Wednesday, May 04, 2011

Philosophy Talk

I've repaired to TaborSpace for the weekly Wittgenstein Study Circle.

Some may think I'm a naughty geek for embracing some brands of quasi-nonsense as pertinent to philosophers. Many had hoped to be free of nonsense, meaning say Heidegger, thanks to logical positivism.

Wittgenstein was to be one of their heroes when, Krishnamurti-like, he turned his back on his following, or at least dispelled notions of his being heir to some crown of the crowd pleasers. He had too much integrity for that.

Aris kindly lent me Sex At Dawn, borrowed through Satya and making the rounds among Portlandia's cogniscenti. I've been writing a lot about anthropology and ethnography lately, ever since our previous meetup, where one of our guests was an anthropologist (this was prior to Dr. Sonnenfeld & son), and on through the C3 event at Reed, which has continued to have repercussions.

Wanderers happened this morning and a lot of it was animist talk, music to my ears in some ways. Trisha spoke of her hummingbird problem, while I regaled people with stories of rats.

On Monday night, Tara and I were pleased to show up at the Bolton residence on invitation from Maureen, to celebrate Dr. Charles Bolton's 90th birthday. Actually, his birthday isn't until December, but this was an opportunity to get together with Erin again. Erin is the son of Maureen and a talented architect, Harold Long. This is a family I've watched evolve since returning to Portland in 1985.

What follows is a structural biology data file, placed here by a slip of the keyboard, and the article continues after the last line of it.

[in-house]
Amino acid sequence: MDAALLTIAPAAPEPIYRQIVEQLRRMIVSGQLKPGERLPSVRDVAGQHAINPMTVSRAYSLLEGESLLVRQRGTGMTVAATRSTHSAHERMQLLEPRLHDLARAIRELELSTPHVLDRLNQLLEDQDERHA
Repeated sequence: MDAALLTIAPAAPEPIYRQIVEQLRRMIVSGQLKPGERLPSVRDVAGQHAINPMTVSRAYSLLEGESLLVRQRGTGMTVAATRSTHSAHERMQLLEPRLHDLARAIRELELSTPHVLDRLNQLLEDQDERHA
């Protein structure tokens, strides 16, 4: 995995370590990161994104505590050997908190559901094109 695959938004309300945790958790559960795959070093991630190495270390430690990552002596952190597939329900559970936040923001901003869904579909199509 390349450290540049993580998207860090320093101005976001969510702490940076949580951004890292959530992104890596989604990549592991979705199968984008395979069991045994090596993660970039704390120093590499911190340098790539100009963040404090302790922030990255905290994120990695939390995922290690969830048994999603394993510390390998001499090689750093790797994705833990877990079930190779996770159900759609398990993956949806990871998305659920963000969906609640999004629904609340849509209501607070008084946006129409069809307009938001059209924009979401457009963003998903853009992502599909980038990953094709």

Erin spends a lot of time teaching scuba, putting students at their ease in some of the still destination worthy parts of western Thailand. We shared lore about that part of the world quite a bit, extending into stories about Burma, where some of us had been. We had to leave early because Tara is studying a lot and I have a full plate of work.

Anyway, I've been a naughty geek in not seeing this brave new cyberspace as somehow by default a product of analytic philosophy. Some of their champions take too much for granted I'm thinking, and convey that sense in some of my posting.

Now I'm attending a webinar, organized by Maria Droujkova and hosted by Gizem Karaali (Pomona College) and Mark Huber (Claremont McKenna College). I'm wearing my hat as an OST curriculum writer these days. I was showing Alex the ASCII art version of the Mandelbrot Set we've developed, a pedagogical device taking advantage of Python's expressiveness.